Much in the same way, white nationalists today feel that Trump is the presidential candidate who most closely resembles their politics. Trump is the frontrunner for the Republican nomination overall, but he performs especially well among people who think that the South should have won the Civil War, that the Confederate flag should be flying over South Carolina’s state capitol and who disapprove of President Lincoln’s executive action to free the slaves. There are a number of reasons for this — from railing against “political correctness” to scaremongering over Syrian refugees to retweeting white nationalist propaganda — that have been more or less the hallmarks of Trump’s candidacy.
And Trump weren’t in the race, these voters would be backing another Republican in the race. That Republican would most likely be Ted Cruz, who, despite describing Trump’s non-rejection of David Duke as “really sad,” is promoting his own brand of racial resentment. Cruz is himself to the right of Donald Trump on racialized issues ranging from immigration to the Confederate flag, and has endorsed a radically theocratic plan to “fix” black culture by, among other things, forcibly removing children from parents in homes that the government deems to be “dysfunctional” — seemingly defined as any low-income home with a black single parent.
However, none of these policies are all that far outside the norm in Republican politics — in large part due to the fact that Reagan, following a path laid out by Nixon, made the Republican Party the party of racial resentment. As a Republican it is the rule, not the exception, to support voter ID laws that have been shown to have racially disparate effects. As a Republican it is the rule, not the exception, to link poverty to moral decay in the inner cities. As a Republican it is the rule, not the exception, to insinuate that it’s acceptable to turn three year-old refugee children away because they might actually be terrorists.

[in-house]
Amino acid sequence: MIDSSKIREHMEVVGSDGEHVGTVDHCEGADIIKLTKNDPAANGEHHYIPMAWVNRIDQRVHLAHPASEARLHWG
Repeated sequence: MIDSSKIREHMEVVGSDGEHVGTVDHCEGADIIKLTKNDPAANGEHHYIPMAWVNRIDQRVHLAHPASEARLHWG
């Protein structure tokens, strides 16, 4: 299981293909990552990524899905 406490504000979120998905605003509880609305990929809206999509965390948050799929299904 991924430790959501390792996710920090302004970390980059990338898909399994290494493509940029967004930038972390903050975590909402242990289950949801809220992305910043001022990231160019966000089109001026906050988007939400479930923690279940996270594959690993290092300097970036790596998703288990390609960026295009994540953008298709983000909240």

This being the case, the idea that Trump’s handling of praise from David Duke represents some kind of last straw for principled and totally-not-racist Republicans is laughable. If you saw Trump curry favor with groups of outwardly racist voters and said nothing, your outrage over his failure to emphatically reject them when they state their support is far from righteous. Especially if you plan on supporting another candidate in the Republican primary that would be more than happy to have those voters choose them instead.
Update: The guy whose immigration platform in 2012 was to make life so difficult for brown people that they’d leave on their own has a take:
A disqualifying & disgusting response by @realDonaldTrump to the KKK. His coddling of repugnant bigotry is not in the character of America.
— Mitt Romney (@MittRomney) February 29, 2016